Letshego, as indicated in the third quarter economic bulletin by Motswedi Securities, saw a return on a decision it took earlier in September of issuing a share buy-back following episodes of plunging share price despite its positive financial results.
A share buy-back is defined as a process in which a company buys its own shares held by all its shareholders so as to reduce its stake in the open market. One of the other reasons cited for a share buy-back is to increase the value of shares by reducing their supply, which when taking the decision was what Letshego hoped to achieve.
Letshego Group Managing Director Chris Low in an earlier interview said the decision would be based on whether there was liquidity in the market. The company was of the view that its share was undervalued in the market. “We are disappointed with the share price this year,” said Low at the time. He had also described the repurchase process as quite strict as it follows the Botswana Stock Exchange’s compliancy procedures.
Letshego’s recent financial results indicate that the company recorded a flat profit growth, which declined by 4 percent in comparison to the corresponding period in 2015.
However, observing a trend on its past financial results shows a buoyant performance. The bulletin also alludes to the company’s upbeat past results. Letshego’s third quarter performance on the stock exchange is described in the bulletin as having been turbulent. On the six top losers that struggled to keep afloat indicated in the bulletin Letshego comes at the fifth position. At number one is BTCL and in the last position is Stanchart.
The bulletin details the events leading to the management’s decision to repurchase its shares citing that “the stock price plummeted to its lowest price in over five years in August of P1.80 a share. This followed a massive international sell-off on the counter which quickly flooded the market. The relentless sell-off puzzled many as the company has not been underperforming by any measure.” It mentions that Letshego had announced to buy back at least 10 percent of its listed shares. Following the repurchase, Motswedi reports that “the stock price recovered considerably from there, climbing up to P2.37 a share by September 29, having reduced the quarterly deficit to just under 5 percent, from 25 percent at the lowest point”.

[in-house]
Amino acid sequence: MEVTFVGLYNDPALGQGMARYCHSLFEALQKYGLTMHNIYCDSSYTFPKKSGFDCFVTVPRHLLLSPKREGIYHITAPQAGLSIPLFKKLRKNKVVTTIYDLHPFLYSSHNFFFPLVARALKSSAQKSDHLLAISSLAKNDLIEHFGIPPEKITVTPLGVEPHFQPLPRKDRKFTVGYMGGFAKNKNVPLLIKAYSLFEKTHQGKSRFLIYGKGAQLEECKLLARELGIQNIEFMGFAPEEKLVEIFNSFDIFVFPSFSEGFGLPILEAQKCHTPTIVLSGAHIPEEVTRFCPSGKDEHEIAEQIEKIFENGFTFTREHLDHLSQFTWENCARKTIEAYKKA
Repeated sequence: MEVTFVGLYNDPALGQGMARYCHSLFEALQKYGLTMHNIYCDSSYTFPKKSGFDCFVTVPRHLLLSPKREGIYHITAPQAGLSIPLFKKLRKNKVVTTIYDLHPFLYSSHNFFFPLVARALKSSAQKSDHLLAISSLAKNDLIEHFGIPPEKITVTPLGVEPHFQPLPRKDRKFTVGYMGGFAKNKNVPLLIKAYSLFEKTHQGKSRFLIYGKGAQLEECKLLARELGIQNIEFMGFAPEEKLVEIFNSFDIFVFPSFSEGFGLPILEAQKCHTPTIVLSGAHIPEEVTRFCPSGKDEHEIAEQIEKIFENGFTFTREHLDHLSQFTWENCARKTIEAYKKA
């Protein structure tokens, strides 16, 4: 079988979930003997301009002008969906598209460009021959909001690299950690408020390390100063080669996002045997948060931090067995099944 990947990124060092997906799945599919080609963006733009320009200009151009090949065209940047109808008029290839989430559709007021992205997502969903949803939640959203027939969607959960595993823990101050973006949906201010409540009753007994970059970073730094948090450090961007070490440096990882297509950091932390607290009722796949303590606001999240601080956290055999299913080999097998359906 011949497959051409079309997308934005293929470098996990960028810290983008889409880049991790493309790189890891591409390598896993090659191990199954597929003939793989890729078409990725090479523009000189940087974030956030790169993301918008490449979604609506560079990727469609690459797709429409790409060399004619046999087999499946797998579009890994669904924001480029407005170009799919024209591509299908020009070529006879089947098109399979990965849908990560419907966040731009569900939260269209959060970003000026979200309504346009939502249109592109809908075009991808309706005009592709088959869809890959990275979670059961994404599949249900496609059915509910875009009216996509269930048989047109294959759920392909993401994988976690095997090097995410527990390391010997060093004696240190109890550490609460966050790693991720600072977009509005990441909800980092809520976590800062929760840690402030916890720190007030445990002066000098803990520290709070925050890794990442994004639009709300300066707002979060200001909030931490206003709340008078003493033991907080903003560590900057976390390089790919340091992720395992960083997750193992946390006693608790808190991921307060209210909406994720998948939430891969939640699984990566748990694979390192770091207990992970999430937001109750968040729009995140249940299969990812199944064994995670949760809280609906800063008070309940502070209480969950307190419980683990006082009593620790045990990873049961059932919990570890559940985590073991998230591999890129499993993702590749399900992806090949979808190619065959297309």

One other company share that has been struggling as detailed in the bulletin is BTCL. “The share price has been under pressure from a large sell-off and profit-taking by speculative traders who were initially excited by the IPO. However, a reported loss for the period March 31, 2016, saw the newly listed stock experience a new wave of sellers and a drastic drop in price. The stock price fell by 22 percent to close the quarter at its current price of 85 Thebe a share,” cites the bulletin.
BTCL’s saving grace, as explained in the bulletin, came from it engaging a market maker who addressed the influx of shares by improving liquidity. The market maker, also known as the buyer of last resort, was according to the bulletin able to mop up the excess shares in the market to stabilise the price and the stock has been trading at 85 Thebe since August 18, 2016.
Contrary to the top losers, the bulletin also highlights the major winners. These include Engen at number one as its stock price rose from P8.00 to P9.20, followed by Lucara and then Cresta. G4S and Barclays come at second last and last positions respectively.